Astrophysics (Index)About

neutron scattering

(scattering of neutrons by atomic nuclei)

Neutron scattering is the scattering of neutrons by particles. The phenomena is used in probing astronomical bodies (planets, including Earth, and moons) such as remotely measuring water near the body's surface.

The scattering, I gather, is largely due to diffraction, given the neutron's de Broglie wavelength. The scattering happens naturally in environments that include free neutrons and is used in scientific lab instruments using artificially-produced free neutrons in a similar manner to the use of electron scattering or probing with electromagnetic radiation. It offers an alternate view of atomic/sub-atomic matter because neutrons (mostly) don't interact with electrons, but rather the nucleus, and the smaller the nucleus, the more chance of scattering. As such, neutrons are most affected by hydrogen nuclei and among the other elements, are highly affected by carbon and oxygen.

Some reactions that produce neutrons (e.g., collisions between high-energy particles and nuclei) produce neutrons with a high kinetic energy (KE), and subsequent scattering slows them. By measuring the kinetic energy of neutrons from a known source (neutron spectroscopy), the elements through which the neutron has passed can be determined. This is used by lab equipment, but can also be used with neutrons generated by cosmic rays that have penetrated the surface a bit, producing free, high-KE neutrons, that have the opportunity to be scattered by the material around and above them, after which some scattered and non-scattered neutrons move upward out of the surface (leakage neutrons). This allows neutron spectrometers above the ground to detect hydrogen, and thus water (or methane) at or below the surface. This is used, for example, by orbiting Mars probes to map characteristics at and just below the its surface.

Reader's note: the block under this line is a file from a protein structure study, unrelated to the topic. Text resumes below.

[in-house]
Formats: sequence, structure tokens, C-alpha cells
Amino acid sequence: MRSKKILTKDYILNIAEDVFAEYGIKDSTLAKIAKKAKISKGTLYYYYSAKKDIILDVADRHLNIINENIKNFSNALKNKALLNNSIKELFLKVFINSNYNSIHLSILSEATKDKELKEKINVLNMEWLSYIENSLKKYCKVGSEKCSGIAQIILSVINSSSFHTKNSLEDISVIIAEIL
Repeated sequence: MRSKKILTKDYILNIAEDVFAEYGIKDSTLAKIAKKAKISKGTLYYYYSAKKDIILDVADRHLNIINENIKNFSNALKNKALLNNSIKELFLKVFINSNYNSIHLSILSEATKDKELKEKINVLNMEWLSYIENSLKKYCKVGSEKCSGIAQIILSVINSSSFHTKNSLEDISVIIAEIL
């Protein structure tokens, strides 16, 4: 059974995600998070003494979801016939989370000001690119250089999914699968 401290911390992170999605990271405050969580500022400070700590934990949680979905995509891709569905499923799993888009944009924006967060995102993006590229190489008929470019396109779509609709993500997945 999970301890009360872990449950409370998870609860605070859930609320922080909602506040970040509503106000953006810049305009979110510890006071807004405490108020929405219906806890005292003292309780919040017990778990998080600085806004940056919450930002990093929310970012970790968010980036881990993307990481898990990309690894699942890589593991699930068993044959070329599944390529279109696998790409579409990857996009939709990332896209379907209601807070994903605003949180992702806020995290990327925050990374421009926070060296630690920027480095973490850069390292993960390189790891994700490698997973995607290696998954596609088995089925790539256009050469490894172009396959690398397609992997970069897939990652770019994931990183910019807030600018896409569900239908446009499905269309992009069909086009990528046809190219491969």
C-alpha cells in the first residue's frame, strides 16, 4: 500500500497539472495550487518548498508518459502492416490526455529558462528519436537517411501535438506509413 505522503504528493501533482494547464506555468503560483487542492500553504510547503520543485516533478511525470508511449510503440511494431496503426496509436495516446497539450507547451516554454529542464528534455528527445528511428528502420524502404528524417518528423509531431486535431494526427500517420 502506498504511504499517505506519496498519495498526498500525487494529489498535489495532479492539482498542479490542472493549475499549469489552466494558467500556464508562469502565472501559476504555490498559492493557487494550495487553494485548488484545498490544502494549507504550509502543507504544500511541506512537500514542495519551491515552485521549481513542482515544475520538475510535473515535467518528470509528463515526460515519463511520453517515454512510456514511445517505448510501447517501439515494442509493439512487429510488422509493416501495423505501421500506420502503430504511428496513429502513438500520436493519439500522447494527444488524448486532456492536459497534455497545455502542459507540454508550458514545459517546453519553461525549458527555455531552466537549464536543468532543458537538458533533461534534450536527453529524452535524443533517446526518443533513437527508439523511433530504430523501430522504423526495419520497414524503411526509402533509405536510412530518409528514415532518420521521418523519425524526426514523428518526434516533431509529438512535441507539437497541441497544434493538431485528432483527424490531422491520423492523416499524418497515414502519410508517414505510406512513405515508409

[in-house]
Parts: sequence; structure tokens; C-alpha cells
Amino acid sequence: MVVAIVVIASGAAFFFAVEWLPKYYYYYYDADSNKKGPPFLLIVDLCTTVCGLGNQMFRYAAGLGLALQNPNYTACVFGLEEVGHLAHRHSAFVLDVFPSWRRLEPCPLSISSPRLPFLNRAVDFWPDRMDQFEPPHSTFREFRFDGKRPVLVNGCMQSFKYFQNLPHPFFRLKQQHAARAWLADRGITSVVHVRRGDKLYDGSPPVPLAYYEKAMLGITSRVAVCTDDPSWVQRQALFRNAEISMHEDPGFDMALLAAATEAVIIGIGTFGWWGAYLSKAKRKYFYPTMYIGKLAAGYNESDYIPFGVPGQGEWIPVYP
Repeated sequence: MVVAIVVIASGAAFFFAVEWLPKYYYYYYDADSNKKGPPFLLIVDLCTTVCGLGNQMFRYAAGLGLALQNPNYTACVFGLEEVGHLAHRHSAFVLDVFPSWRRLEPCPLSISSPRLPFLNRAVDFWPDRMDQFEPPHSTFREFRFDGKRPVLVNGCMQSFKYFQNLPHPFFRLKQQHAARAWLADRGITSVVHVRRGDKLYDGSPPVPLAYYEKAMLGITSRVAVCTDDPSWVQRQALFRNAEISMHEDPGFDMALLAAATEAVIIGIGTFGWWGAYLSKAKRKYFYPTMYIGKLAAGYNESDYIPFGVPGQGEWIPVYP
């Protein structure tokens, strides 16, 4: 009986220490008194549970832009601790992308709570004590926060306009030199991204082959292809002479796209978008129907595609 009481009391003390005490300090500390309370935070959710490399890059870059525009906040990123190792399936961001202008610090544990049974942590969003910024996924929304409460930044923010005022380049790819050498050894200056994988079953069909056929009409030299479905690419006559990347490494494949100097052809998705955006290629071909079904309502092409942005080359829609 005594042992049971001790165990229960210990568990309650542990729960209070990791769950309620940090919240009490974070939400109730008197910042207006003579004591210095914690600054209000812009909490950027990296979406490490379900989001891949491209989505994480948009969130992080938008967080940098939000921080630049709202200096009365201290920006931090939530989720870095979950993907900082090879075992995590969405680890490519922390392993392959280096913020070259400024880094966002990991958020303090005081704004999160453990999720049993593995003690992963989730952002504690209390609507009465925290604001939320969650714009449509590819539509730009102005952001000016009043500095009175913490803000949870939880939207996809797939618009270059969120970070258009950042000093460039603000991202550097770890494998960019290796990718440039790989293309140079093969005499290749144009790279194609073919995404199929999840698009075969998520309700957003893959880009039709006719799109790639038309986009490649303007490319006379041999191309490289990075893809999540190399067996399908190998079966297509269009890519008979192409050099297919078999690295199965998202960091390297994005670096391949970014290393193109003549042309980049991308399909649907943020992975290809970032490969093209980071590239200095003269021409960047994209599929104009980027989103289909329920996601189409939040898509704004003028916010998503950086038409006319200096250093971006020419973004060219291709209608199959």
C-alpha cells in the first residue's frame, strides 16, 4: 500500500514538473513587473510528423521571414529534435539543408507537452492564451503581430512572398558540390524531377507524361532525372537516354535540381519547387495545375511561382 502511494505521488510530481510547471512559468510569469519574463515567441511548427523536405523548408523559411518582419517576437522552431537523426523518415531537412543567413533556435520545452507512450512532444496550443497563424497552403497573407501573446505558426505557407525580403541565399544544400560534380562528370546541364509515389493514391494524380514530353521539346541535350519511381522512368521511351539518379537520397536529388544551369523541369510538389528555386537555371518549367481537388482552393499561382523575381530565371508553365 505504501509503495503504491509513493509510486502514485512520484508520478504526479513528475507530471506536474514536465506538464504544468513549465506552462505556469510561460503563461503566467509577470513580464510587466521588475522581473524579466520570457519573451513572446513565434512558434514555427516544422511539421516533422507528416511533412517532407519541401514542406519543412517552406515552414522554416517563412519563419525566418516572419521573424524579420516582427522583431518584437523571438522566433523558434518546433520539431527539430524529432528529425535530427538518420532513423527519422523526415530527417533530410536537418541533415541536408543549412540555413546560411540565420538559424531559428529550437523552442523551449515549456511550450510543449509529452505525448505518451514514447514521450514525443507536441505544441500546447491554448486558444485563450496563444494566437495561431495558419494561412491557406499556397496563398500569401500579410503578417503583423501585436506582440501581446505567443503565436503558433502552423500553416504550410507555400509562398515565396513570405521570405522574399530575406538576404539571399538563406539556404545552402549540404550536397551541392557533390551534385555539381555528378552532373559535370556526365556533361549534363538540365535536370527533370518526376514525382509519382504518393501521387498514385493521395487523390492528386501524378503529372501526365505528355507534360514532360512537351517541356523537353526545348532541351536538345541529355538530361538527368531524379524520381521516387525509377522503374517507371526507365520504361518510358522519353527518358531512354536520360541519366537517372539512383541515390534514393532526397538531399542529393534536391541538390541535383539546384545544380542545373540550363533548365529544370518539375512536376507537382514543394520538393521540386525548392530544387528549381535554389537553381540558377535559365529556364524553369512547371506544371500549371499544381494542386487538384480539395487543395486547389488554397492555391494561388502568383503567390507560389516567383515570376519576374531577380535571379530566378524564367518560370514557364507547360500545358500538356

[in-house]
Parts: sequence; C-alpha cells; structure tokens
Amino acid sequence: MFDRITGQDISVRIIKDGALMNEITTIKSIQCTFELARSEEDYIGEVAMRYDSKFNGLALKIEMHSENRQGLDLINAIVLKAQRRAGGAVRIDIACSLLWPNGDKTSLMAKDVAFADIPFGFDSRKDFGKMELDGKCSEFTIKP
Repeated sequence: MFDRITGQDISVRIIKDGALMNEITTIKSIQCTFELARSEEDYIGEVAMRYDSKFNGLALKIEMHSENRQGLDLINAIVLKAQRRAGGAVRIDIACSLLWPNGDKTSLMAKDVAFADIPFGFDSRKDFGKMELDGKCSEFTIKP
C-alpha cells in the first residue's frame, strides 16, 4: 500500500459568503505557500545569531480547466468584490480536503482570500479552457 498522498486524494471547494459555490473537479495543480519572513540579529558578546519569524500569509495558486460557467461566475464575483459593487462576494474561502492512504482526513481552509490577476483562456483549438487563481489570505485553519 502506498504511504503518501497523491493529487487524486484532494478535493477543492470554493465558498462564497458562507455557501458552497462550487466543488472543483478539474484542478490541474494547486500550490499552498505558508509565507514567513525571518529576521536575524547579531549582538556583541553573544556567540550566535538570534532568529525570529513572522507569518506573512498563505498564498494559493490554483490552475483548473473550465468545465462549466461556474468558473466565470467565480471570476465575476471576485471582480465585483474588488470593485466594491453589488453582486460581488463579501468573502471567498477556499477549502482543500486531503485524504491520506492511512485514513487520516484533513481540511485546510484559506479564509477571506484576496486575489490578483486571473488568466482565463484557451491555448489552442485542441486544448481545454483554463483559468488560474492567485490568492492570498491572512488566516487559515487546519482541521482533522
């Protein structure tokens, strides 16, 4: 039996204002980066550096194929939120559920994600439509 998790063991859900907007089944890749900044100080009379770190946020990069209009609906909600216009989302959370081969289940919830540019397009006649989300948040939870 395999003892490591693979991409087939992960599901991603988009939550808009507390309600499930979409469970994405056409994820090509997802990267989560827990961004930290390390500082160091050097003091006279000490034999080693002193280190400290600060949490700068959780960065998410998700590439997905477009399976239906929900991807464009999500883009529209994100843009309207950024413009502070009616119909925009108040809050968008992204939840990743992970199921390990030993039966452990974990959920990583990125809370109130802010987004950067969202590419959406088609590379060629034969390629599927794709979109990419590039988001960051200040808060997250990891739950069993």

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neutron spectrometer